Measuring Up, SAT Scores, and Coding Interviews

Introduction

Measuring Up: What Educational Testing Really Tells Us is a 2008 book by Professor Daniel Koretz of Harvard. Koretz, the Henry Lee Shattuck Professor of Education at Harvard, is a noted expert on educational assessment and testing policy. Professor Koretz is both an excellent writer and also public speaker as evidenced by many short videos at BigThink and YouTube.

Measuring Up is an “accessible” book that tries and mostly succeeds in teaching the basic concepts, both statistical and testing specific, of educational achievement tests such as the SAT (the test formerly known as the Scholastic Aptitude Test), perhaps the most well known and important standardized test in the United States, with a minimum of mathematics and equations, relying on graphs and verbal descriptions instead. Some technical definitions such as the precise definition of the standard deviation are presented in footnotes. Measuring Up is based on a class with a similar goal that Professor Koretz gave at Harvard aimed at master’s degree students who need a good understanding of educational testing but lack the time and perhaps inclination to master the arcane statistics and mathematical methods used in the testing field. In many respects, most of us including parents, students, teachers, and public policy makers are in the same boat.

Professor Koretz’s views seem mostly moderate, middle-of-the-road, for lack of a better label. He supports educational testing and “accountability,” but expresses considerable frustration with over-reliance on tests and test scores and has a number of highly critical things to say about “high-stakes” testing and President Bush’s controversial No Child Left Behind (NCLB) education reform and the “Texas Miracle” that preceded it. It may also be noted that President Obama’s Race to the Top education initiative is actually pretty similar to Bush’s program, perhaps reflecting the agenda and beliefs of the financiers and businessmen who fund both political parties.

I found the book highly informative, especially the comparison of educational tests to political polls which made me think of tests in a way I usually do not. The key point is that a test, especially most standardized tests like the SAT, is actually a tiny sample of a large domain of knowledge that the student is supposed to learn and ideally master. In the same way that a poll of a few thousand people can accurately predict the votes of hundreds of millions of voters in a national election, an educational test attempts to evaluate mastery of a sometimes vast topic based on a small number, perhaps forty to eighty, of questions selected from the domain. It also means that a test can be highly misleading in much the same way that some polls famously predicted that Thomas Dewey would defeat Harry Truman in the Presidential election in 1948.

In particular, standardized tests are susceptible to being “gamed” if the test-taker or the test-taker’s teachers, parents, or others know the specific questions or types of questions on the test — or simply cheat in some way. Professor Koretz makes a moderately convincing case that many “high-stakes” tests such as the Texas Assessment of Academic Skills (TAAS) during George W. Bush’s tenure as governor have been gamed in some way; he calls this “score inflation.” If a test is “high-stakes,” meaning that something important such as admission to a selective college (the SAT) or funding for a school (TAAS) depends on the outcome of the test, there is a strong incentive to game the test, for example by “teaching to the test” or even outright cheating.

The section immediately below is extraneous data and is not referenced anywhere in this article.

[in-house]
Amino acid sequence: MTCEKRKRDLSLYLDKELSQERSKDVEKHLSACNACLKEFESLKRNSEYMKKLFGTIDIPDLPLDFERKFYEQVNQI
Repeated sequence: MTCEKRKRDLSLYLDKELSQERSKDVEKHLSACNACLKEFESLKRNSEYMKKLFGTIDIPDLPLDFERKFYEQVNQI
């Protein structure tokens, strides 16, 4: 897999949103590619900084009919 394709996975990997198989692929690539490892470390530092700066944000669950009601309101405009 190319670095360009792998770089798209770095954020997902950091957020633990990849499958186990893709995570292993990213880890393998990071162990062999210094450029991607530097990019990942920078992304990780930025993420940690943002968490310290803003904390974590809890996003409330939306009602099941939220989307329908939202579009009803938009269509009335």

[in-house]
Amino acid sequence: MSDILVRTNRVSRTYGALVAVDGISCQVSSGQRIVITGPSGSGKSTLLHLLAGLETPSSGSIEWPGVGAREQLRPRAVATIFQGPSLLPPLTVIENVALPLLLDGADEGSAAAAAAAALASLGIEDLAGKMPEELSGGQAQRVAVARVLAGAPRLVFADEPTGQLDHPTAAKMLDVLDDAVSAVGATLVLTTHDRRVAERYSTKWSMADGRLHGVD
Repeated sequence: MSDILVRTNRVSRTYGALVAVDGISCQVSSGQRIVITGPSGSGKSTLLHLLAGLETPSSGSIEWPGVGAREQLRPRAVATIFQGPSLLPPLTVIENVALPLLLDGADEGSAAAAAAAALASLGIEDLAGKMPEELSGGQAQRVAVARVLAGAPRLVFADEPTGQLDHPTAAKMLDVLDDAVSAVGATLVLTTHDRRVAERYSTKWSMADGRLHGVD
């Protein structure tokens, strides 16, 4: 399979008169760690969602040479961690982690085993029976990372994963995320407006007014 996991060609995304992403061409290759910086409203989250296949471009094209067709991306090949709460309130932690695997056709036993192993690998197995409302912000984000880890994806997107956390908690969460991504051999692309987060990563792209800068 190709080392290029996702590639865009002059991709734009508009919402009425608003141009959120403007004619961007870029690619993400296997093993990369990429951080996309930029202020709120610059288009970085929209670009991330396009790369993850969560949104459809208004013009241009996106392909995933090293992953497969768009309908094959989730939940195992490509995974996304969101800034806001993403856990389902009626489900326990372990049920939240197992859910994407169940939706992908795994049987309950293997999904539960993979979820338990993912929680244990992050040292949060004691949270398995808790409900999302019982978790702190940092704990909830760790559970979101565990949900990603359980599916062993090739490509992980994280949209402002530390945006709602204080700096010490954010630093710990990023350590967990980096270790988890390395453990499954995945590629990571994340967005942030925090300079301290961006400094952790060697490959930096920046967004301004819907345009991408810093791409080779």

Although I like the book and highly recommend it, I have some serious reservations about some aspects of it. What follows is a discussion of these reservations, especially the book’s discussion of the decline in SAT scores from 1963 to 1980 as well as a discussion of some of the implications of the key points in Measuring Up on the now common practice of coding interviews in the computer industry, an extreme example of high-stakes testing.

The Mysterious Decline in SAT Scores

From 1963 until 1980, scores on the SAT declined significantly in the United States, especially on the verbal test. The SAT at this time consisted of two tests: a verbal test and a mathematics test. Scores were reported on a scale from 200 to 800. This scale had been established in 1941 and normalized to data from 1941 so that the mean for both tests in 1941 was 500 with a standard deviation in the distribution of student scores of 100. This means that in 1941 about two-thirds of students scored between 400 and 600 on both tests, about ninety-five percent scored between 300 and 700. The SAT was designed to yield a normal distribution, the Bell Curve, for student scores.

By 1981 the mean verbal SAT score had declined to 424 and the mean math score to 466. Both rebounded slightly during the 1980’s. The mean verbal SAT score rose back to 428, hardly much of an improvement although statistically significant, and the mean math score to 482 in 1995 when the scoring was rescaled so that the 428 became the new 500 for the verbal SAT and the 482 the new 500 for the math SAT, making historical comparisons more difficult for parents, students, and teachers with limited time to analyze the numbers. Everyone wins and everyone gets a prize 🙂